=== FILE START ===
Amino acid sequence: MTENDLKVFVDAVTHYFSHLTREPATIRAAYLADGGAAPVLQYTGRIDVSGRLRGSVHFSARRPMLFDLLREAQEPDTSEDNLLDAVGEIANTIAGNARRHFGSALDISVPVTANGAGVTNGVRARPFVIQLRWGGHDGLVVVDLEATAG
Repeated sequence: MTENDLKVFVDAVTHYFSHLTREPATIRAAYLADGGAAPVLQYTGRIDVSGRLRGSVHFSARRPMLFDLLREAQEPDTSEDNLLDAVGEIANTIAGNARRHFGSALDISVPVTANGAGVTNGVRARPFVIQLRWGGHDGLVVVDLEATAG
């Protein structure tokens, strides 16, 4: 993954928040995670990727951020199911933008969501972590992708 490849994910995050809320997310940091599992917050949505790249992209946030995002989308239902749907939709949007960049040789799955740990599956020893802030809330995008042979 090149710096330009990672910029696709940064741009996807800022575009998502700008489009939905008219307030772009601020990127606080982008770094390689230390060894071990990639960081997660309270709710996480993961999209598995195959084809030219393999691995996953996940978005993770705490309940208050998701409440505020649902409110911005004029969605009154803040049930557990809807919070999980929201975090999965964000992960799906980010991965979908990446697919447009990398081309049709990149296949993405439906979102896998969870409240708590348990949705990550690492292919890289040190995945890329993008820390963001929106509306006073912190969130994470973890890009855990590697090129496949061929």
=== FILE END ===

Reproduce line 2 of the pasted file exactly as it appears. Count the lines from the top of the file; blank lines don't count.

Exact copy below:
Repeated sequence: MTENDLKVFVDAVTHYFSHLTREPATIRAAYLADGGAAPVLQYTGRIDVSGRLRGSVHFSARRPMLFDLLREAQEPDTSEDNLLDAVGEIANTIAGNARRHFGSALDISVPVTANGAGVTNGVRARPFVIQLRWGGHDGLVVVDLEATAG